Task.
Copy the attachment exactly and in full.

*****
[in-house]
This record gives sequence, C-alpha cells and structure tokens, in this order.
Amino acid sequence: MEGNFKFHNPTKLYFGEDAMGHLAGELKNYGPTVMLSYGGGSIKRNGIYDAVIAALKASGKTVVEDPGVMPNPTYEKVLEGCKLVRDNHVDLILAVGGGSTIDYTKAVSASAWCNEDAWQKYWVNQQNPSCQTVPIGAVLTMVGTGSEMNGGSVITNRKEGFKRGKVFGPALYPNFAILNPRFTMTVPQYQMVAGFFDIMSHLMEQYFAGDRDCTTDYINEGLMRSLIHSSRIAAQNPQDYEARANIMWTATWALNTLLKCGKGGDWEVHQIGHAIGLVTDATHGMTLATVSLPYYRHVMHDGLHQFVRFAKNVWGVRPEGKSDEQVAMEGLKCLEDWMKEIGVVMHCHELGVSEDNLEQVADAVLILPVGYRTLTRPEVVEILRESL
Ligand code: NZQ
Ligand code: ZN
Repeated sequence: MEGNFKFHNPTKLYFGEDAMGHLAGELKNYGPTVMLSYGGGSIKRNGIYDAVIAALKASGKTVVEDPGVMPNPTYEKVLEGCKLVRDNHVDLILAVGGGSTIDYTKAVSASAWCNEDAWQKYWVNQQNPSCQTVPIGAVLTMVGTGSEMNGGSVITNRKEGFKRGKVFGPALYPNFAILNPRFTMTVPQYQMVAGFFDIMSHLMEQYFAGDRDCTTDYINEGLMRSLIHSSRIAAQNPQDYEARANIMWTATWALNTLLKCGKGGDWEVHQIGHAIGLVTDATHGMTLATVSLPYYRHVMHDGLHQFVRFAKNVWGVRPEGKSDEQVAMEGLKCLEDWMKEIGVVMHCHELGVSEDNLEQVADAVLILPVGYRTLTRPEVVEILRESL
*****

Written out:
[in-house]
This record gives sequence, C-alpha cells and structure tokens, in this order.
Amino acid sequence: MEGNFKFHNPTKLYFGEDAMGHLAGELKNYGPTVMLSYGGGSIKRNGIYDAVIAALKASGKTVVEDPGVMPNPTYEKVLEGCKLVRDNHVDLILAVGGGSTIDYTKAVSASAWCNEDAWQKYWVNQQNPSCQTVPIGAVLTMVGTGSEMNGGSVITNRKEGFKRGKVFGPALYPNFAILNPRFTMTVPQYQMVAGFFDIMSHLMEQYFAGDRDCTTDYINEGLMRSLIHSSRIAAQNPQDYEARANIMWTATWALNTLLKCGKGGDWEVHQIGHAIGLVTDATHGMTLATVSLPYYRHVMHDGLHQFVRFAKNVWGVRPEGKSDEQVAMEGLKCLEDWMKEIGVVMHCHELGVSEDNLEQVADAVLILPVGYRTLTRPEVVEILRESL
Ligand code: NZQ
Ligand code: ZN
Repeated sequence: MEGNFKFHNPTKLYFGEDAMGHLAGELKNYGPTVMLSYGGGSIKRNGIYDAVIAALKASGKTVVEDPGVMPNPTYEKVLEGCKLVRDNHVDLILAVGGGSTIDYTKAVSASAWCNEDAWQKYWVNQQNPSCQTVPIGAVLTMVGTGSEMNGGSVITNRKEGFKRGKVFGPALYPNFAILNPRFTMTVPQYQMVAGFFDIMSHLMEQYFAGDRDCTTDYINEGLMRSLIHSSRIAAQNPQDYEARANIMWTATWALNTLLKCGKGGDWEVHQIGHAIGLVTDATHGMTLATVSLPYYRHVMHDGLHQFVRFAKNVWGVRPEGKSDEQVAMEGLKCLEDWMKEIGVVMHCHELGVSEDNLEQVADAVLILPVGYRTLTRPEVVEILRESL